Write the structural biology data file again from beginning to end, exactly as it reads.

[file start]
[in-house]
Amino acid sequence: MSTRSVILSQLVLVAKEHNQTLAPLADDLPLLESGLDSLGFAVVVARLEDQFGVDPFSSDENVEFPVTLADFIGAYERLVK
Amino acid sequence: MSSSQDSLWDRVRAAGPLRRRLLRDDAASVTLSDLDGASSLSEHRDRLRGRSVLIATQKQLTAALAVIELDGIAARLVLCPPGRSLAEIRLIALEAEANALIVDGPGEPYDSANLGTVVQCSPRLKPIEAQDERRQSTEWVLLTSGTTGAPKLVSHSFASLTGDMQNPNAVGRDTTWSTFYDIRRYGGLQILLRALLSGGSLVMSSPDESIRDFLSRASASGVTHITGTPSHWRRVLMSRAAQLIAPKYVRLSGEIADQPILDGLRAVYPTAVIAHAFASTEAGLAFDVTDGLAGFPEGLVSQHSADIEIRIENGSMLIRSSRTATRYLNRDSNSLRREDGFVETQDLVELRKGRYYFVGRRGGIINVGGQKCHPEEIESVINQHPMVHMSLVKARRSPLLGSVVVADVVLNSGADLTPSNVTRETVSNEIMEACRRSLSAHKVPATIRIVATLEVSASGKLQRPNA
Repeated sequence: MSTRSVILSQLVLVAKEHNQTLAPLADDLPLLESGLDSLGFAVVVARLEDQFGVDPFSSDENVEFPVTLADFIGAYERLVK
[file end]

[in-house]
Amino acid sequence: MSTRSVILSQLVLVAKEHNQTLAPLADDLPLLESGLDSLGFAVVVARLEDQFGVDPFSSDENVEFPVTLADFIGAYERLVK
Amino acid sequence: MSSSQDSLWDRVRAAGPLRRRLLRDDAASVTLSDLDGASSLSEHRDRLRGRSVLIATQKQLTAALAVIELDGIAARLVLCPPGRSLAEIRLIALEAEANALIVDGPGEPYDSANLGTVVQCSPRLKPIEAQDERRQSTEWVLLTSGTTGAPKLVSHSFASLTGDMQNPNAVGRDTTWSTFYDIRRYGGLQILLRALLSGGSLVMSSPDESIRDFLSRASASGVTHITGTPSHWRRVLMSRAAQLIAPKYVRLSGEIADQPILDGLRAVYPTAVIAHAFASTEAGLAFDVTDGLAGFPEGLVSQHSADIEIRIENGSMLIRSSRTATRYLNRDSNSLRREDGFVETQDLVELRKGRYYFVGRRGGIINVGGQKCHPEEIESVINQHPMVHMSLVKARRSPLLGSVVVADVVLNSGADLTPSNVTRETVSNEIMEACRRSLSAHKVPATIRIVATLEVSASGKLQRPNA
Repeated sequence: MSTRSVILSQLVLVAKEHNQTLAPLADDLPLLESGLDSLGFAVVVARLEDQFGVDPFSSDENVEFPVTLADFIGAYERLVK